HELP THE GRAMMAR OF ANDY THE HOBOTRAVELER.COM TRAVELER

I think to complain about my grammar or to tell me it sucks is just mean, I know my grammar is bad, and I cannot get my brain to focus. But for those of you who can help, or want to help can clarify some of my problems by writing to me. Note that spelling is pretty much solved because they have installed spell checker in most of my programs now.

I do not understand...

#11. Grammar Encyclopedia or Reference guide wanted
#10. Capitalization Rules:

#8. NUMBER SPELLING
#7. CAPITALIZATIONS VS. QUOTES VS. LOWER CASE
 

QUESTIONS START HERE:

11. Grammar Encyclopedia or Reference guide wanted?
Added: March 19, 2004 in Bangkok Thailand
I have a few web pages to read, but I am a traveler. It is very hard to go to web pages to study grammar. I would be excellent to have a CD Rom or some offline computer program to help train me, or to allow me to find answers. If someone knows of a CD Rom I could buy, or a program to download please write me. Thank you.

10. Capitalization Rules:

  1. Some words are always capitalized. Which ones?

  2. When they are part of a title, name, or a place they are capitalized.

  3. 9. PM OR p.m. Which one is correct?

    PM or pm or p.m. or what?

    8. NUMBER SPELLING - 1 or one? When to use a number and when to spell it out?
    Added

    Answer:
    When below 10 the number should be written as a word.
    When above 10 the number can be written as a number.
    When it is an address it should be as a number.
    When it is a title or some proper name it should be repeated as you learned.

    Example:
    1-9 one, two, three, four, five etc.
    10 plus 10, 11, 12, 13 etc.

    Answer thanks to Jeff Westin as explained in February 2004 in Varanasi, India per a conversation on this date explaining that I need the answers as the questions arises and not after or before.

    7. CAPITALIZATIONS VS. QUOTES VS. LOWER CASE
     I am confused on this sentence...?

    Is this correct?

    VERBS - My family says or uses the wrong verbs. No matter what I do, the sound of a sentence like this seems incorrect, very difficult because this sounds strange to me. I constantly confuse "was" and "were."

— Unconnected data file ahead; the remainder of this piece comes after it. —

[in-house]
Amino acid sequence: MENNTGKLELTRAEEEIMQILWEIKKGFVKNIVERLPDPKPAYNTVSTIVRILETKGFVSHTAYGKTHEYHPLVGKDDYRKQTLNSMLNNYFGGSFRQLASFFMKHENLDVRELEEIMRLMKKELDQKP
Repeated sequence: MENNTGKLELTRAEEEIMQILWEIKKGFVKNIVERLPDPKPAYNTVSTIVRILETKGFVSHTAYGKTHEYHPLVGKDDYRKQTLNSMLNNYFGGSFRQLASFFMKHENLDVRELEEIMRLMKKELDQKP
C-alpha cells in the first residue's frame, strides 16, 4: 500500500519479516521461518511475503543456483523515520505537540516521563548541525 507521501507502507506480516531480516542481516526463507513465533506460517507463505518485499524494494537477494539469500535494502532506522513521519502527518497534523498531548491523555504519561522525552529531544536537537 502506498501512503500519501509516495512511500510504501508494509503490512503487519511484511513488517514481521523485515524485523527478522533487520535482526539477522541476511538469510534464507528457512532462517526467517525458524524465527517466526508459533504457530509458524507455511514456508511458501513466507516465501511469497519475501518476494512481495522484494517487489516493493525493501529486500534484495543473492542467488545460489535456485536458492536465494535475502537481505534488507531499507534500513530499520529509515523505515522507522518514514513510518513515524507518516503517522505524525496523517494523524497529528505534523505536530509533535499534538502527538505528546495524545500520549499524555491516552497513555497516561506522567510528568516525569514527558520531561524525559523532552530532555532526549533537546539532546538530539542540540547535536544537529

Or is this correct?

    VERBS - My family says or uses the wrong verbs. No matter what I do, the sound of a sentence like this seems incorrect, very difficult because this sounds strange to me. I constantly confuse was and were.

    Or maybe this?

    VERBS - My family says or uses the wrong verbs. No matter what I do, the sound of a sentence like this seems incorrect, very difficult because this sounds strange to me. I constantly confuse Was and Were.

    Maybe the answer is none of the above.
    ADDED TO LIST: December 22, 2003

    6. Hyphens  "-"

    I WROTE THIS:

    I was walking around with a 19 year old boy that adopted me yesterday. He was under the idea that I wanted or needed his help.

    MY SPELL CHECKER IN WORD WANTS TO CORRECT IT TO THIS.

    I was walking around with a 19-year-old boy that adopted me yesterday. He was under the idea that I wanted or needed his help.

    I do not understand why a hyphen is needed?

    5 TITLES TO PAGES:
    This is a title to a page 10 ways I lose things, or most common? Does it need a question mark or a period.
    I am not sure if I would call this question or a statement. How do I know what type of punctuation is needed?
    ADDED TO LIST: December 3, 2003

    4. I would like links to very good grammar dictionaries.
    ADDED TO LIST: December 2, 2003

    SUBMITTED:
    http://www.thebeehive.org/school/middle/subjects.asp?subject=12

    http://www.edufind.com/english/grammar/toc.cfm

    Study them a little and slowly but surely your grammar will improve.
    ...
    Sincerely,
    Steve

    3. I need a good explanation on Their, They're, There.
    ADDED TO LIST: December 2, 2003

    Andy,

    I can give you a quick answer on your grammar question about "their, they're
    and there".

    "Their" is a possessive word. It means "belonging to them" so, if you can
    substitute the phrase "belonging to them" into what you're writing and it
    makes sense, then you've used "their" correctly.